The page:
October 16 is Dictionary Day, marking the birthday of the great lexicographer Noah Webster in 1758.
How to celebrate?
Perhaps one could peruse the more-or-less direct descendants of Mr. Webster’s work in the Merriam-Webster Unabridged database, to which the Washington and Lee University subscribes. Last month the editors released a list of over 530 new words and new meanings, not counting over 4,000 other revisions. Just to give students of the English language something (else) to argue about, this most recent update provides further support for the use of the “singular they” — even the once-unthinkable themself. Can Western civilization survive?
The New York Review of Books recently published a fascinating article on the early development of American dictionaries, including Webster’s work.
Another way to celebrate might be to take note of the Oxford English Dictionary‘s recent announcement of 650+ additions to its etymological database, with newly-researched and -consecrated words and new meanings for existing words. For example, there are now three — count ’em, three — meanings for the term slam dunk. And we now have established that the contemporary meanings of fake news have predecessors extending back at least as far as 1890. The editors of the OED offer an entertaining essay on these new updates, including the linguistic contributions of George Lucas and Theresa May, as well as an explanation of the development of the term anchor baby. The W&L University Library provides a subscription to the OED for current students, faculty, and staff.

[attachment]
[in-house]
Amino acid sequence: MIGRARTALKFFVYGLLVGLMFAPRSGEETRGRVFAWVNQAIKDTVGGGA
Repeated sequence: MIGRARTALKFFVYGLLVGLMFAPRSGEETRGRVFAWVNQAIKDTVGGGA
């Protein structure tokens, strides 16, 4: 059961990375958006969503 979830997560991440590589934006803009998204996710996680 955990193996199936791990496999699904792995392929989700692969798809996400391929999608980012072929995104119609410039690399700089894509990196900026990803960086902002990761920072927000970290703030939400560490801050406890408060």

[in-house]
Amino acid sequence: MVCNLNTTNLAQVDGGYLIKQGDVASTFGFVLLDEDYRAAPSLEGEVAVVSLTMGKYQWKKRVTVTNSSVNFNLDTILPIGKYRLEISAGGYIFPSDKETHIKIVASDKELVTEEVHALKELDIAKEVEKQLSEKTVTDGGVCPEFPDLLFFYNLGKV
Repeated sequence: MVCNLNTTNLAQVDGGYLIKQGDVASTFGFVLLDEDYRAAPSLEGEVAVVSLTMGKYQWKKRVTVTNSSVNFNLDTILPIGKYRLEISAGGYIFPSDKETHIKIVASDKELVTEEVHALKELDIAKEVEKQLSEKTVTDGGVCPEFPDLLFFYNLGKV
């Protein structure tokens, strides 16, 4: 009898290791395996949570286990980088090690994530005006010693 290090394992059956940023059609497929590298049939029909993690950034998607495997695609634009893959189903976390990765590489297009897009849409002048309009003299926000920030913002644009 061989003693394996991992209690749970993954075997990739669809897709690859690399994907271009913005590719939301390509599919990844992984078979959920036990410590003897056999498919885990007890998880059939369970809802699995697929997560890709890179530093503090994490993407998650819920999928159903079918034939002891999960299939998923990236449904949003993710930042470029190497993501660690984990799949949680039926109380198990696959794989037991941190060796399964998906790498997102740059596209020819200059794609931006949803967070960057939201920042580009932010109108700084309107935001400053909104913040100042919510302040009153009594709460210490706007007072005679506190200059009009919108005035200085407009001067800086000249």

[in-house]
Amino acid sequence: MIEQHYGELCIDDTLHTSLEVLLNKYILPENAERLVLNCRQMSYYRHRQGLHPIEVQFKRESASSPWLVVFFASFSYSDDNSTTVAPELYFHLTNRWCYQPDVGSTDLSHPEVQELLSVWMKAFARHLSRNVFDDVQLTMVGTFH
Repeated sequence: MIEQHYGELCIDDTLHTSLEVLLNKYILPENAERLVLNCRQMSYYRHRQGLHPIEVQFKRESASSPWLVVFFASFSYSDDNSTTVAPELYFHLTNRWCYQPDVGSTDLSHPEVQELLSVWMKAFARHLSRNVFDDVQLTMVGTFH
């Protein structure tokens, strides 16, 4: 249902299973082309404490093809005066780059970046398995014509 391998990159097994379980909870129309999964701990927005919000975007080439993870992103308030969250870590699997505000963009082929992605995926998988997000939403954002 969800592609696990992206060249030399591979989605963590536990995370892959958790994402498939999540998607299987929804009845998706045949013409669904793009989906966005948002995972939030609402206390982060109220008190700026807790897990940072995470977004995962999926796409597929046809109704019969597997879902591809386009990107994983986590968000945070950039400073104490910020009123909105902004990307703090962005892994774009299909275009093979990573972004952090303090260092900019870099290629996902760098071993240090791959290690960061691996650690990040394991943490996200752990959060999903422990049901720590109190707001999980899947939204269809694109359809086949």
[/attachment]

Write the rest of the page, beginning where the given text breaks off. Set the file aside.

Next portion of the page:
Happy Birthday, Noah!
Noah Webster by James Herring, from the National Portrait Gallery.